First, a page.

Album, Simon Hirsch
ALBUM, SIMON HIRSCH
ALBUM, SIMON HIRSCH (1849–1921), U.S. rabbi. Album was born in Tazitz, Lithuania, and studied at the Volozhin yeshivah where he received his ordination. After spending much of his early career working as a rabbi in Russia, Album immigrated to America in 1891. He settled in Chicago and assumed the pulpit of the new Mishna Ugemoro Synagogue, which served the substantial immigrant community. He held this pulpit until his death, overseeing the growth of the congregation and the opening of a second satellite synagogue. Despite his successes as a scholar, communal leader, and congregational rabbi, Album's tenure was not entirely untroubled. His involvement in a number of intra-communal squabbles suggests a difficult personality and penchant for feuding. The most serious of these confrontations occurred in 1903 after Jacob David *Willowski was invited to Chicago to serve as the chief rabbi of a collection of allied synagogues. Willowski quickly set out to establish oversight and control of the kashrut supervision of Chicago's vast abattoirs. This move angered Album, who shortly before had secured an arrangement to act as the sole supervisor for the shoḥatim working at the major packing plants that supplied much of America's centrally slaughtered meat. Bridling at this perceived affront, and probably resentful of his rival's status, Album published a polemic that vilified Willowsky. The ugly public dispute that followed created friction and divisions within the immigrant community, eventually degenerating into a violent confrontation in a synagogue between supporters of the two men. The bickering subsided when Jacob Willowski resigned his post and left Chicago for Palestine. Among Album's writings are Divrei Emet (1904–12), Meḥa'ah Geluyah (1910), and Teshuvah al Ḥanutat ha-Metim (1916).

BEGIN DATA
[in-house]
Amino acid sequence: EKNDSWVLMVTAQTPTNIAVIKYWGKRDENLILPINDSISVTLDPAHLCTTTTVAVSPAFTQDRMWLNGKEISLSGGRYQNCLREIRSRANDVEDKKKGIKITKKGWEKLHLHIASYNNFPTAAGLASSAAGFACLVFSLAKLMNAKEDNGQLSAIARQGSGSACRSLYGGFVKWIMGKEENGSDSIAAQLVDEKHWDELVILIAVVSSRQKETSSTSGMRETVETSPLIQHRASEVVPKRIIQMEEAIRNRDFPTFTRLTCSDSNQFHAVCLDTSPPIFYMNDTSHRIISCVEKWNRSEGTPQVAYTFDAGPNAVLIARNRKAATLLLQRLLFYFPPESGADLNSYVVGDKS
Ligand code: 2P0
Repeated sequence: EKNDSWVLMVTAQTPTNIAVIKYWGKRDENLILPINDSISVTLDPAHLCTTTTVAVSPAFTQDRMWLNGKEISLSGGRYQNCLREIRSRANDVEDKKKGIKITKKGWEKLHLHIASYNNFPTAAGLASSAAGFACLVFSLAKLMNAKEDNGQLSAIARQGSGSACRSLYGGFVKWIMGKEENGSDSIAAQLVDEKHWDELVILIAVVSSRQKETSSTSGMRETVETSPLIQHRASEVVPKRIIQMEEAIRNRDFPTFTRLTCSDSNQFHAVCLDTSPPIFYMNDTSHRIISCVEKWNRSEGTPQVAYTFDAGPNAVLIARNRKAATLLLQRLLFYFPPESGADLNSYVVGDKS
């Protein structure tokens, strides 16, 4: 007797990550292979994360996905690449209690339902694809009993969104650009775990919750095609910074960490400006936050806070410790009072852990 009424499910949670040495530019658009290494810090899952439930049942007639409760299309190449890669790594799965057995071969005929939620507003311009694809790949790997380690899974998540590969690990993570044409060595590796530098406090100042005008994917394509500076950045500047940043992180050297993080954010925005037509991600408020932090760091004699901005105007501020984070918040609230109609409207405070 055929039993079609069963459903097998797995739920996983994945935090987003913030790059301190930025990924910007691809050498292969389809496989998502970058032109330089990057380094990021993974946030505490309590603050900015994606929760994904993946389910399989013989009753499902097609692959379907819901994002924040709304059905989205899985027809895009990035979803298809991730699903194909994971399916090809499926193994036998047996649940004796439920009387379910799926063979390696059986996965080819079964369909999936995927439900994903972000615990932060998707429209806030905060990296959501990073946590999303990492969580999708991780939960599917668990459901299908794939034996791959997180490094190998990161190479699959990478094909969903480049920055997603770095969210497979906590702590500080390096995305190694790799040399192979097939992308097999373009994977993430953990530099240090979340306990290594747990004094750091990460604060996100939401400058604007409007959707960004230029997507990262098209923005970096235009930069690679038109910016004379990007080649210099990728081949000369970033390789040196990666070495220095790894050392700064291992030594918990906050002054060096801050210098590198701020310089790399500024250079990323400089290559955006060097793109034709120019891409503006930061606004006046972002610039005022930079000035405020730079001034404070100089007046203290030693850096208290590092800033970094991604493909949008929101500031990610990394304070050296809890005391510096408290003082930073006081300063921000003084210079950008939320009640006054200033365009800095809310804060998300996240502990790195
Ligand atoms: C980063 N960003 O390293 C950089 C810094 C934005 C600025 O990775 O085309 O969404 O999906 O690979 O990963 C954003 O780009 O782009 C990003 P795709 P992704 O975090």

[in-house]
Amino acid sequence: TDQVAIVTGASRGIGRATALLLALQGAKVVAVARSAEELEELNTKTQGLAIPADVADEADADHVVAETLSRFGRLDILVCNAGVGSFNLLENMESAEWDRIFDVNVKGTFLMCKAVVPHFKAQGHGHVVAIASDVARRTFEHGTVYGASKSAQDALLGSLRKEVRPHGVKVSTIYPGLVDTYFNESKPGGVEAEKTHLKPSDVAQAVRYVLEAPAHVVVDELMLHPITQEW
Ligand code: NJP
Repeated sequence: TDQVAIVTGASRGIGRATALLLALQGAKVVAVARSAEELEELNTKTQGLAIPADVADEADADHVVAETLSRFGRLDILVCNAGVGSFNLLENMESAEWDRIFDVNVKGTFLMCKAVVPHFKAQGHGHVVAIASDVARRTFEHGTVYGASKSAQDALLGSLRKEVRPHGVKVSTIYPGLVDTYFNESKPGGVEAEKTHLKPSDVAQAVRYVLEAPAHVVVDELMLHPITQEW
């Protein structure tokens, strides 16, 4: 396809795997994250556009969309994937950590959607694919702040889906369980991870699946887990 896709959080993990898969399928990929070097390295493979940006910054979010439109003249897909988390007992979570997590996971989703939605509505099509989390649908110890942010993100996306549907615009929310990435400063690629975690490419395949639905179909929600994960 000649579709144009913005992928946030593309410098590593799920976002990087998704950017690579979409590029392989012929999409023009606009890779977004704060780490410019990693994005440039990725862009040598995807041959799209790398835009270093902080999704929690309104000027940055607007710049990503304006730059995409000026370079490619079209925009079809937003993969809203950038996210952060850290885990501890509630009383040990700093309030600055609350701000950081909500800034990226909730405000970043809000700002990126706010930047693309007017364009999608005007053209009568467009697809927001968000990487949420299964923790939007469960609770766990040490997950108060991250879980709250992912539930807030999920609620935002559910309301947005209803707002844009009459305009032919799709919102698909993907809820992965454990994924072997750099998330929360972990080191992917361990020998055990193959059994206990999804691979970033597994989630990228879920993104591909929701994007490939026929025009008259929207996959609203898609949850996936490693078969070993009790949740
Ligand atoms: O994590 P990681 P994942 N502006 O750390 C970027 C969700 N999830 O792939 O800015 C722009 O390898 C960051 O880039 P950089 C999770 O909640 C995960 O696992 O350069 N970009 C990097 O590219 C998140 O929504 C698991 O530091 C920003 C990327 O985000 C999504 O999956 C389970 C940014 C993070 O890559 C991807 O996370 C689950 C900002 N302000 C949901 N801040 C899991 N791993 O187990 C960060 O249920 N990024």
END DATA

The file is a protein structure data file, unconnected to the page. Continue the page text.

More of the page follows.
American Jewish Year Book, 24 (1923); H. Gastwirt, Fraud, Corruption and Holiness: The Controversy over the Supervision of Jewish Dietary Practice in New York, 1881–1940 (1974); H. Meites, History of the Jews of Chicago (1924); New York Times (June 13, 1921).
[Adam Mendelsohn (2nd ed.)]